January and February are also dark and dismal, though, and they (at least traditionally) contain less to celebrate. In New Orleans, Mardi Gras is observed city-wide the way the December winter holidays are observed in other cities. (They shut down the schools for the entire week, and the city is inundated with King Cakes and parades beginning on the Twelfth Night, which marks the end of the Christmas season and the beginning of Carnival.) As with any denominational holiday, there are culturally problematic aspects of Mardi Gras, and debates about exclusion and racism are deeply embedded within the history of the holiday. And yet, every year floats are constructed and high school marching bands gear up for another season of celebration. All the major city streets will shut down so people can dance in them. To say that something is beautiful about all of this is beyond cliché: Mardi Gras is among the reasons people who move to New Orleans never want to leave.
The real lesson of Mardi Gras, I think, is that winter needs as much celebration as it can get. Seasonal Affective Disorder (the type of depression that comes with the most world’s most fitting acronym) affects between 2 and 20 percent of the population — depending on how much regional sunlight is available — and is especially prevalent in the winter. People who suffer from SAD report difficulty waking up, nausea, weight gain, a lack of energy, withdrawal, and a decreased sexual appetite. In Esquire, Miles Raymer (who suffers from SAD) wrote that his “brain fills up with gray clouds and I lose my energy, my focus, and my willingness to do much of anything. I want to stay in bed for days at a time.” I’m not saying parties can save lives or anything, but it sure doesn’t hurt to get out of the house and eat chips with friends when the weather is bleak.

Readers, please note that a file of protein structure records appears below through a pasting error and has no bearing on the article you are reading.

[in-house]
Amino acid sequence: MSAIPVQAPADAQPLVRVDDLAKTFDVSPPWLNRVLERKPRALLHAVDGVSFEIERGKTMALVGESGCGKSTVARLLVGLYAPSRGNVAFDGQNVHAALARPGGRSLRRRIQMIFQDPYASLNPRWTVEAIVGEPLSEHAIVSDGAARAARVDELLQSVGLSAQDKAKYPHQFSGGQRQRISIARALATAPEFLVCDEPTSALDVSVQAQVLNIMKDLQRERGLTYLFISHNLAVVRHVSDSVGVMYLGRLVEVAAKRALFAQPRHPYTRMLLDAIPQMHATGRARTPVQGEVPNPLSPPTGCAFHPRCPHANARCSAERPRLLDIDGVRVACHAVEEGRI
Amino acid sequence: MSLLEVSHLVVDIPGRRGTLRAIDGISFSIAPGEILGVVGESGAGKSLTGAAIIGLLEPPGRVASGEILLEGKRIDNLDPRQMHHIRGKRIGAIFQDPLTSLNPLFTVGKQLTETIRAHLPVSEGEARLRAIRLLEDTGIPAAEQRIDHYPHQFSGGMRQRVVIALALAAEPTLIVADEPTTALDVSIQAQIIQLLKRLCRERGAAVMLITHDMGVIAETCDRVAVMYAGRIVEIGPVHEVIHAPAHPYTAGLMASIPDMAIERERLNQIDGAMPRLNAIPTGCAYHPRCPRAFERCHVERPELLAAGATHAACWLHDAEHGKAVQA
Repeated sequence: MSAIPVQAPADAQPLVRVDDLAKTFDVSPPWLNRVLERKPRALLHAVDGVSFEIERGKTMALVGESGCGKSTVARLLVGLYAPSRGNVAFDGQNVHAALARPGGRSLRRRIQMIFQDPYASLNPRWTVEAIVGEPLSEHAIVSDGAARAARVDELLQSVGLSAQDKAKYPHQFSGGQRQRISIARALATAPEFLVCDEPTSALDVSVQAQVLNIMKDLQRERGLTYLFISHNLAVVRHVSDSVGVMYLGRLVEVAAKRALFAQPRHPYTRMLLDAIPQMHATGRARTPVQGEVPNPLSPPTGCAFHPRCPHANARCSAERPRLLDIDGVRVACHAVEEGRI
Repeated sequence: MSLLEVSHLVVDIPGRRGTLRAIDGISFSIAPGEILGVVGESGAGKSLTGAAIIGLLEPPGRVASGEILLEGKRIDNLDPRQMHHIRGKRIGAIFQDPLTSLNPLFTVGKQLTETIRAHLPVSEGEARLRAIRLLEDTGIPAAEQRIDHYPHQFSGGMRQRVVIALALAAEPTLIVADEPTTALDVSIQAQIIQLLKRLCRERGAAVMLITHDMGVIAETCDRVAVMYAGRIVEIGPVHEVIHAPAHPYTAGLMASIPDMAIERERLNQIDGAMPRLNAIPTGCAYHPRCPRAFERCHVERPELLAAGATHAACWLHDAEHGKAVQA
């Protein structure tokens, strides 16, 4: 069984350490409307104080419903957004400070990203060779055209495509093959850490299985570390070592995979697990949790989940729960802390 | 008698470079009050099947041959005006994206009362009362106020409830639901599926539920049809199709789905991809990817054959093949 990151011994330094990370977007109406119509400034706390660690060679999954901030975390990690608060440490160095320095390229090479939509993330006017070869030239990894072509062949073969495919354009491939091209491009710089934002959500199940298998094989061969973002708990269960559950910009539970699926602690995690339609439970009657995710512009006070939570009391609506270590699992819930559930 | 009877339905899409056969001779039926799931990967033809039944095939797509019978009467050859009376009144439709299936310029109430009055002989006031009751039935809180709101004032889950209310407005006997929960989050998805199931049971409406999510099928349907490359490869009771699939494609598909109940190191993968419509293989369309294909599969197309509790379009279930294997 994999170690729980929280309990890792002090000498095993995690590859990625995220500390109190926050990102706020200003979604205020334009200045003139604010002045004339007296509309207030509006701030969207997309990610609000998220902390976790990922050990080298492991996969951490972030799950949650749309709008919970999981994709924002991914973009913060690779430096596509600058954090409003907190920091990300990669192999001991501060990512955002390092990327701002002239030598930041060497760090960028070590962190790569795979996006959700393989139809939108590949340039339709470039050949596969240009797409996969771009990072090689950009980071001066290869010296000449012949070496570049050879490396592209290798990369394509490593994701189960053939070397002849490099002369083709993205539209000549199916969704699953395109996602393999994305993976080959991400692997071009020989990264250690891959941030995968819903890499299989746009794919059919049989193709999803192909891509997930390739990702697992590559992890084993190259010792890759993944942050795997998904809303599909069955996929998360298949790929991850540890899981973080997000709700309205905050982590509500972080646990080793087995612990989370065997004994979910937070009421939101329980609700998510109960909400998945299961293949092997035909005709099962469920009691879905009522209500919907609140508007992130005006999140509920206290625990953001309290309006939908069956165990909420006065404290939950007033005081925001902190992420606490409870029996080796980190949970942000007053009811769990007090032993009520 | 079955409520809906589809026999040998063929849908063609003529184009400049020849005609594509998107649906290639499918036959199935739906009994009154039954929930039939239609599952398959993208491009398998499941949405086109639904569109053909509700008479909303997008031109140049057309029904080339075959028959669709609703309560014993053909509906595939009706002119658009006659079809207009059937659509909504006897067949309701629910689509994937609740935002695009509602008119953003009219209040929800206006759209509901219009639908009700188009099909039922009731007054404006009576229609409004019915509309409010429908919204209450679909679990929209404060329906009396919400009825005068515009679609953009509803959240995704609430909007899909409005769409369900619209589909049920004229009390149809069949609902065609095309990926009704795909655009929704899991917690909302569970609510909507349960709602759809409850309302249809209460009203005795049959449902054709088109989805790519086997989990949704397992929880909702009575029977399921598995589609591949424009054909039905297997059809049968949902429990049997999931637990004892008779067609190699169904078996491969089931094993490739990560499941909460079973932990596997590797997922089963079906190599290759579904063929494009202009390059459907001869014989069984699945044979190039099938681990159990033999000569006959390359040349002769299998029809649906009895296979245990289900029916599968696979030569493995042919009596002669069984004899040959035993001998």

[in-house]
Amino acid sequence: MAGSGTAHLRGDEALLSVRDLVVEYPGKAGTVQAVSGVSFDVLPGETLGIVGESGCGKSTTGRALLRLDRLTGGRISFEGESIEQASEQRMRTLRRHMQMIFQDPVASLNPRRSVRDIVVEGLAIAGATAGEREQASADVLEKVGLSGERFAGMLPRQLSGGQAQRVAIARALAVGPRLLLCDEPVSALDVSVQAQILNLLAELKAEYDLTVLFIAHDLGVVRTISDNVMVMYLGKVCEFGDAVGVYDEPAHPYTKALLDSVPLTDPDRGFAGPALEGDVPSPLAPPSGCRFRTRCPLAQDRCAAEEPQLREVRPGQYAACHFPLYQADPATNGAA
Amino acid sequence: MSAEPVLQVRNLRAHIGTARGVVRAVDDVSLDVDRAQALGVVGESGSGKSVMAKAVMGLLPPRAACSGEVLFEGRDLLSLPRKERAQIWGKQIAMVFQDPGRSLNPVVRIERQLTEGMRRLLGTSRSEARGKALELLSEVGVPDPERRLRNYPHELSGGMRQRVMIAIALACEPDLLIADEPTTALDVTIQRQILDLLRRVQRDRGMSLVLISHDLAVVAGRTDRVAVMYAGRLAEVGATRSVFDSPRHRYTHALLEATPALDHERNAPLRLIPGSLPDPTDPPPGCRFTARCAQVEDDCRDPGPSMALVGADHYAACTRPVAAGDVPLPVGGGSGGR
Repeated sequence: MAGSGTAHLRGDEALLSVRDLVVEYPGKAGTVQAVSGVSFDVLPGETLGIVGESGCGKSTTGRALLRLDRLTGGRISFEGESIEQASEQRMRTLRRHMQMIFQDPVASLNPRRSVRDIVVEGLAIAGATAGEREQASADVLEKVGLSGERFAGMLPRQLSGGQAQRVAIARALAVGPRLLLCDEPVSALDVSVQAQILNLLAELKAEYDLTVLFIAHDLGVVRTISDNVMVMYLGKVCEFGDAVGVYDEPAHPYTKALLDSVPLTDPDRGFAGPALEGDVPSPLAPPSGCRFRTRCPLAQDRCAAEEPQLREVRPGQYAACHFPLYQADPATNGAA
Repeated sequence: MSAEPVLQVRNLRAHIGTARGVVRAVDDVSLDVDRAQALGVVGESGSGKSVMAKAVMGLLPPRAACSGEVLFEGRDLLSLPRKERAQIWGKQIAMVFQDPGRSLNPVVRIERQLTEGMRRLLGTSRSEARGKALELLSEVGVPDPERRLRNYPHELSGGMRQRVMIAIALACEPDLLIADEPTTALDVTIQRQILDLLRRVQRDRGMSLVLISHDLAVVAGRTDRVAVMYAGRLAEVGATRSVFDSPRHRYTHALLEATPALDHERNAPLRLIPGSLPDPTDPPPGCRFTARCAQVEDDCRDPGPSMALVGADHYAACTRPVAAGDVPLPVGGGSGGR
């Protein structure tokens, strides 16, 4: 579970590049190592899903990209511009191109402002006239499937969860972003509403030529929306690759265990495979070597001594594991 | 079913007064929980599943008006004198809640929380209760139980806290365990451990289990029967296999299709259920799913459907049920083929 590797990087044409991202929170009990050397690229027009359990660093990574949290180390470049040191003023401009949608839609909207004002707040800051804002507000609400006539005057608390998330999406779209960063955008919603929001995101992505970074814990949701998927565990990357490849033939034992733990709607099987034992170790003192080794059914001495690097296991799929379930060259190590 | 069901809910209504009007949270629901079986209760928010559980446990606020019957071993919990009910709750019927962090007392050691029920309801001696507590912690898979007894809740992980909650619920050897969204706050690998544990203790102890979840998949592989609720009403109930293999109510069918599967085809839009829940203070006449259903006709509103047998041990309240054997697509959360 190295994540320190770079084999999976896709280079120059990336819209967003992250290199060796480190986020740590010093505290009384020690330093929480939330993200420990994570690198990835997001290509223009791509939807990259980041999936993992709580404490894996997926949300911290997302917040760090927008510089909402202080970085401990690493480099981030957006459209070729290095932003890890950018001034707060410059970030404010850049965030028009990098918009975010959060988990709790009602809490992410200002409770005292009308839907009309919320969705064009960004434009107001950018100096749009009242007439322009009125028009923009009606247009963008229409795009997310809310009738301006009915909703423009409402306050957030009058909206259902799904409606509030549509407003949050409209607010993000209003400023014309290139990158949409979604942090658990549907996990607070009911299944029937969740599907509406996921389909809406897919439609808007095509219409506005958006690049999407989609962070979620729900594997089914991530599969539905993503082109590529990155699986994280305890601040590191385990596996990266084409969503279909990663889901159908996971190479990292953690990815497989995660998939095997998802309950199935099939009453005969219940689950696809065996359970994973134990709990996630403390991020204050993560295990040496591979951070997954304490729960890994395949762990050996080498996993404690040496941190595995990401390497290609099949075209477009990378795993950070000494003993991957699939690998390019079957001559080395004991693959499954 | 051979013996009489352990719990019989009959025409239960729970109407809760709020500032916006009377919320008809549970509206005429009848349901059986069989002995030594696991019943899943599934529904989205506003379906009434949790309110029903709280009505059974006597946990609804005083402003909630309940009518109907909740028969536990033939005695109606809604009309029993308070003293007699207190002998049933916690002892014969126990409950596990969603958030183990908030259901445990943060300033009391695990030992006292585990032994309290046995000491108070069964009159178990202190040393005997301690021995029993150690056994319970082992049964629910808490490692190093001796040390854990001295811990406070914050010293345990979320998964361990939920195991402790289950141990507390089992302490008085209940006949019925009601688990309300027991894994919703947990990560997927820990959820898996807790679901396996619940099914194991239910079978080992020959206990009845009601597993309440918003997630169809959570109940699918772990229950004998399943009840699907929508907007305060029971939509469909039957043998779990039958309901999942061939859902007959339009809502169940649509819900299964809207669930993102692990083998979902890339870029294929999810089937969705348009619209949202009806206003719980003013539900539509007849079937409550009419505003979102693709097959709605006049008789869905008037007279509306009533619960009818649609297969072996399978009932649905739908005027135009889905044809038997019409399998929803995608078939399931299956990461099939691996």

We live in a diversifying world. Children do not always believe what their parents believed; immigration rates are on track to continue to increase over time, which will only allow traditions to shift and break and change. Religions — systems of beliefs — have given human beings reason to assemble and gather since the very origin of culture. That’s helped us survive as a species: There is strength in numbers. Anthropologist Richard Sosis found evidence that social behaviors (such as working together and sharing) evolved through early humans’ shared religious beliefs. As our priorities change, we are increasingly isolated from each other, which is problematic. Social isolation is bad for your health; Slate recently reported that it’s on par with smoking in terms of increased mortality risk, and it’s twice as dangerous as obesity.